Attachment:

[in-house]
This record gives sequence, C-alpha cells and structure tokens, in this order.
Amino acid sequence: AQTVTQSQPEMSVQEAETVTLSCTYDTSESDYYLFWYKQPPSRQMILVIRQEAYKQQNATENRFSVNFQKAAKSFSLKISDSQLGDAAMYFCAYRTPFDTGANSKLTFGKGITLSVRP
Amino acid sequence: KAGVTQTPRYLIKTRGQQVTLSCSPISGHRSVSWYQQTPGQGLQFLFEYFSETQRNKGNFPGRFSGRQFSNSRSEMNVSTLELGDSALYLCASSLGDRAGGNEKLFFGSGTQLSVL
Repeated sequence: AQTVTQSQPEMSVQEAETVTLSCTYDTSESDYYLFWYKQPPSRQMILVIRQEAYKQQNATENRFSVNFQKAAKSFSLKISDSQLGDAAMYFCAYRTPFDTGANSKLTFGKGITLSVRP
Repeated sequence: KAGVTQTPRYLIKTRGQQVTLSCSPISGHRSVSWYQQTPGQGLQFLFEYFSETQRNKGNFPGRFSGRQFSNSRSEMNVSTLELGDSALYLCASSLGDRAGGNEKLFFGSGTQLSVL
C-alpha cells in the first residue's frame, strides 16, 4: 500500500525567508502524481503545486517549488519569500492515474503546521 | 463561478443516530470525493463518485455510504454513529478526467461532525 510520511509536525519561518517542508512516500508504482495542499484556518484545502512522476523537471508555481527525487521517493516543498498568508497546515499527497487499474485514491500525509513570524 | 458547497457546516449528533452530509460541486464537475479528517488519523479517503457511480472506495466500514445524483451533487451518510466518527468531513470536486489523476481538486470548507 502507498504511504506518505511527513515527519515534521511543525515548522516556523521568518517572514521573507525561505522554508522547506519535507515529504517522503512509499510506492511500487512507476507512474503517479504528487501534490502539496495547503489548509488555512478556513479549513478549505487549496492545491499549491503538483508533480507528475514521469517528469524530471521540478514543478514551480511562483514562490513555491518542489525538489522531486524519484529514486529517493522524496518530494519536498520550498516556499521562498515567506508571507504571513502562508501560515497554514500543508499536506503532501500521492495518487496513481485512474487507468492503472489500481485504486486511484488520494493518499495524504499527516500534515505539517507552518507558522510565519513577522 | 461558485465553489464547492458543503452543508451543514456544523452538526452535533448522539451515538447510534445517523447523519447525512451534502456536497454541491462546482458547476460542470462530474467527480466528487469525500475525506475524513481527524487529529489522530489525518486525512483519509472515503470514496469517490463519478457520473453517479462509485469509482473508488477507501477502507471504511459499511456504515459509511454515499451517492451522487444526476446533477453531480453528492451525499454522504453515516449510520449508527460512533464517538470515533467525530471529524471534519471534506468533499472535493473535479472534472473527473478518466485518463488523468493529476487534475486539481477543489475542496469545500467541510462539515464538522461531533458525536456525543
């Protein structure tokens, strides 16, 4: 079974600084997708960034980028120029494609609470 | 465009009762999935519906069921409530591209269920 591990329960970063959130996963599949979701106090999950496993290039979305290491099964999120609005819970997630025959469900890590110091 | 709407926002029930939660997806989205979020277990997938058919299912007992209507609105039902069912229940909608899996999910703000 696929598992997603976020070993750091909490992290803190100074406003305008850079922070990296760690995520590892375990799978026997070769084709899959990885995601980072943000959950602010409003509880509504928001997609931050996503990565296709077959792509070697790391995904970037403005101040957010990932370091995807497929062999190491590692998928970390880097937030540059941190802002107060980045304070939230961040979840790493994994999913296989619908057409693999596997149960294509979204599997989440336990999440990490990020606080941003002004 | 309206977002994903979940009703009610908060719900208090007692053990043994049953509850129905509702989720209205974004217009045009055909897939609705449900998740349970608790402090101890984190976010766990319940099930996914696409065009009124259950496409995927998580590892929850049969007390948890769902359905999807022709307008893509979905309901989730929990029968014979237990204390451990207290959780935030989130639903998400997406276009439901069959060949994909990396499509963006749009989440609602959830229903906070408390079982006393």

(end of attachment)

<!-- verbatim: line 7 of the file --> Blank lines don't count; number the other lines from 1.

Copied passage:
C-alpha cells in the first residue's frame, strides 16, 4: 500500500525567508502524481503545486517549488519569500492515474503546521 | 463561478443516530470525493463518485455510504454513529478526467461532525 510520511509536525519561518517542508512516500508504482495542499484556518484545502512522476523537471508555481527525487521517493516543498498568508497546515499527497487499474485514491500525509513570524 | 458547497457546516449528533452530509460541486464537475479528517488519523479517503457511480472506495466500514445524483451533487451518510466518527468531513470536486489523476481538486470548507 502507498504511504506518505511527513515527519515534521511543525515548522516556523521568518517572514521573507525561505522554508522547506519535507515529504517522503512509499510506492511500487512507476507512474503517479504528487501534490502539496495547503489548509488555512478556513479549513478549505487549496492545491499549491503538483508533480507528475514521469517528469524530471521540478514543478514551480511562483514562490513555491518542489525538489522531486524519484529514486529517493522524496518530494519536498520550498516556499521562498515567506508571507504571513502562508501560515497554514500543508499536506503532501500521492495518487496513481485512474487507468492503472489500481485504486486511484488520494493518499495524504499527516500534515505539517507552518507558522510565519513577522 | 461558485465553489464547492458543503452543508451543514456544523452538526452535533448522539451515538447510534445517523447523519447525512451534502456536497454541491462546482458547476460542470462530474467527480466528487469525500475525506475524513481527524487529529489522530489525518486525512483519509472515503470514496469517490463519478457520473453517479462509485469509482473508488477507501477502507471504511459499511456504515459509511454515499451517492451522487444526476446533477453531480453528492451525499454522504453515516449510520449508527460512533464517538470515533467525530471529524471534519471534506468533499472535493473535479472534472473527473478518466485518463488523468493529476487534475486539481477543489475542496469545500467541510462539515464538522461531533458525536456525543